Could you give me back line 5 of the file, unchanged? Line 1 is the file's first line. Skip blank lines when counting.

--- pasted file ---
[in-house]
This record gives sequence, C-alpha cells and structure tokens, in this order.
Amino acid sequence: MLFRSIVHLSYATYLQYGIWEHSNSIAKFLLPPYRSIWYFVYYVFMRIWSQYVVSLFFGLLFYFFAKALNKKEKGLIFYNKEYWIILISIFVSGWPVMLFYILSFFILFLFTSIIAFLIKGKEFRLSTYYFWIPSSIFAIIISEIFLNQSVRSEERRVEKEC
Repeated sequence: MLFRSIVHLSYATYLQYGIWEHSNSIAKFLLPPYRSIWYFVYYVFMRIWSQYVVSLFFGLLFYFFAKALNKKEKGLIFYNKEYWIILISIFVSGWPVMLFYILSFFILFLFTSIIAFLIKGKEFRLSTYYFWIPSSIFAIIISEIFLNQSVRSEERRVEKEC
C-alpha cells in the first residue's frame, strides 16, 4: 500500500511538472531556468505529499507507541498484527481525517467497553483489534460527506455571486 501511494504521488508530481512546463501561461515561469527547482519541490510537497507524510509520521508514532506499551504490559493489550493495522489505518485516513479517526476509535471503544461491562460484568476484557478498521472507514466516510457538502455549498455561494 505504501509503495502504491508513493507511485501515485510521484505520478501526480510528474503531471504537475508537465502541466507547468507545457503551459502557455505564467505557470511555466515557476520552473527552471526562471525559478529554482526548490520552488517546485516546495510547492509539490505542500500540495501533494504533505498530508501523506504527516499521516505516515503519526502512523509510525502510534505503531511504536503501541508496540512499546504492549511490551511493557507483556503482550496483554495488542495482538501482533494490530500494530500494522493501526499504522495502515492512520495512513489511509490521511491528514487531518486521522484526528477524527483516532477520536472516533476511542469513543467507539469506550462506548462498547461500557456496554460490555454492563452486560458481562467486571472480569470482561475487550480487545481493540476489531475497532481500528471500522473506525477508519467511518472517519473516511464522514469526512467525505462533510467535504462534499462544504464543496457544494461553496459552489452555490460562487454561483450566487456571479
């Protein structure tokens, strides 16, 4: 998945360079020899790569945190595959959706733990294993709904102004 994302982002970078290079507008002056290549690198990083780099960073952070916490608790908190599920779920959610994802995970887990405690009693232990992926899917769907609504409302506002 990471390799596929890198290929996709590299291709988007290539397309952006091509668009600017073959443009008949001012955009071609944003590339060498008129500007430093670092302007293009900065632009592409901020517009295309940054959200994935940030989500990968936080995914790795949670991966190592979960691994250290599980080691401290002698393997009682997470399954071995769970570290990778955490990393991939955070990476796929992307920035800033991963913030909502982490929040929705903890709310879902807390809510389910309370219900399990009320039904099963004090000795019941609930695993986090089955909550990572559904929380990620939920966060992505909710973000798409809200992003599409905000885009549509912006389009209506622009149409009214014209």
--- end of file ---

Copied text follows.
C-alpha cells in the first residue's frame, strides 16, 4: 500500500511538472531556468505529499507507541498484527481525517467497553483489534460527506455571486 501511494504521488508530481512546463501561461515561469527547482519541490510537497507524510509520521508514532506499551504490559493489550493495522489505518485516513479517526476509535471503544461491562460484568476484557478498521472507514466516510457538502455549498455561494 505504501509503495502504491508513493507511485501515485510521484505520478501526480510528474503531471504537475508537465502541466507547468507545457503551459502557455505564467505557470511555466515557476520552473527552471526562471525559478529554482526548490520552488517546485516546495510547492509539490505542500500540495501533494504533505498530508501523506504527516499521516505516515503519526502512523509510525502510534505503531511504536503501541508496540512499546504492549511490551511493557507483556503482550496483554495488542495482538501482533494490530500494530500494522493501526499504522495502515492512520495512513489511509490521511491528514487531518486521522484526528477524527483516532477520536472516533476511542469513543467507539469506550462506548462498547461500557456496554460490555454492563452486560458481562467486571472480569470482561475487550480487545481493540476489531475497532481500528471500522473506525477508519467511518472517519473516511464522514469526512467525505462533510467535504462534499462544504464543496457544494461553496459552489452555490460562487454561483450566487456571479